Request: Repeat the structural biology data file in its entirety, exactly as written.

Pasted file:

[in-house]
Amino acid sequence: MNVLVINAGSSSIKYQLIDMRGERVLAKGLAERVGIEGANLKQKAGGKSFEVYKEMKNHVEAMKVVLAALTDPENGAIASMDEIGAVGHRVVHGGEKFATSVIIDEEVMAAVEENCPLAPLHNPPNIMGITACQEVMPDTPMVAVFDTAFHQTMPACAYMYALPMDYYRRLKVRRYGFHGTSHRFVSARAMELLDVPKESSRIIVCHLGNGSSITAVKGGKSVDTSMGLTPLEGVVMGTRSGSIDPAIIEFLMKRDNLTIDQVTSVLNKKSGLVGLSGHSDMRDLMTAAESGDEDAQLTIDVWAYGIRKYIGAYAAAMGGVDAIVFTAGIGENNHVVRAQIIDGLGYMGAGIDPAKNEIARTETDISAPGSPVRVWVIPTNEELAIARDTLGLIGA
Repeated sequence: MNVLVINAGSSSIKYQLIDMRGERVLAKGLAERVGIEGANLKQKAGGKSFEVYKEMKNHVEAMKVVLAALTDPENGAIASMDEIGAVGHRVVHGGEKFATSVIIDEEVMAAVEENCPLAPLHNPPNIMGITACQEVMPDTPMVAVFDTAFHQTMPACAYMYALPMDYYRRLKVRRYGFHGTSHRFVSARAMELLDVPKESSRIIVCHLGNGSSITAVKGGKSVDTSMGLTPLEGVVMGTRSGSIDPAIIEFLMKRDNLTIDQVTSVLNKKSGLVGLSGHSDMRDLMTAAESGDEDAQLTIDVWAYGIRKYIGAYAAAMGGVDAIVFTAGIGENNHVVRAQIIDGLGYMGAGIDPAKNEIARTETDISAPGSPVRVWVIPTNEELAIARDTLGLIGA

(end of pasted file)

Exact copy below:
[in-house]
Amino acid sequence: MNVLVINAGSSSIKYQLIDMRGERVLAKGLAERVGIEGANLKQKAGGKSFEVYKEMKNHVEAMKVVLAALTDPENGAIASMDEIGAVGHRVVHGGEKFATSVIIDEEVMAAVEENCPLAPLHNPPNIMGITACQEVMPDTPMVAVFDTAFHQTMPACAYMYALPMDYYRRLKVRRYGFHGTSHRFVSARAMELLDVPKESSRIIVCHLGNGSSITAVKGGKSVDTSMGLTPLEGVVMGTRSGSIDPAIIEFLMKRDNLTIDQVTSVLNKKSGLVGLSGHSDMRDLMTAAESGDEDAQLTIDVWAYGIRKYIGAYAAAMGGVDAIVFTAGIGENNHVVRAQIIDGLGYMGAGIDPAKNEIARTETDISAPGSPVRVWVIPTNEELAIARDTLGLIGA
Repeated sequence: MNVLVINAGSSSIKYQLIDMRGERVLAKGLAERVGIEGANLKQKAGGKSFEVYKEMKNHVEAMKVVLAALTDPENGAIASMDEIGAVGHRVVHGGEKFATSVIIDEEVMAAVEENCPLAPLHNPPNIMGITACQEVMPDTPMVAVFDTAFHQTMPACAYMYALPMDYYRRLKVRRYGFHGTSHRFVSARAMELLDVPKESSRIIVCHLGNGSSITAVKGGKSVDTSMGLTPLEGVVMGTRSGSIDPAIIEFLMKRDNLTIDQVTSVLNKKSGLVGLSGHSDMRDLMTAAESGDEDAQLTIDVWAYGIRKYIGAYAAAMGGVDAIVFTAGIGENNHVVRAQIIDGLGYMGAGIDPAKNEIARTETDISAPGSPVRVWVIPTNEELAIARDTLGLIGA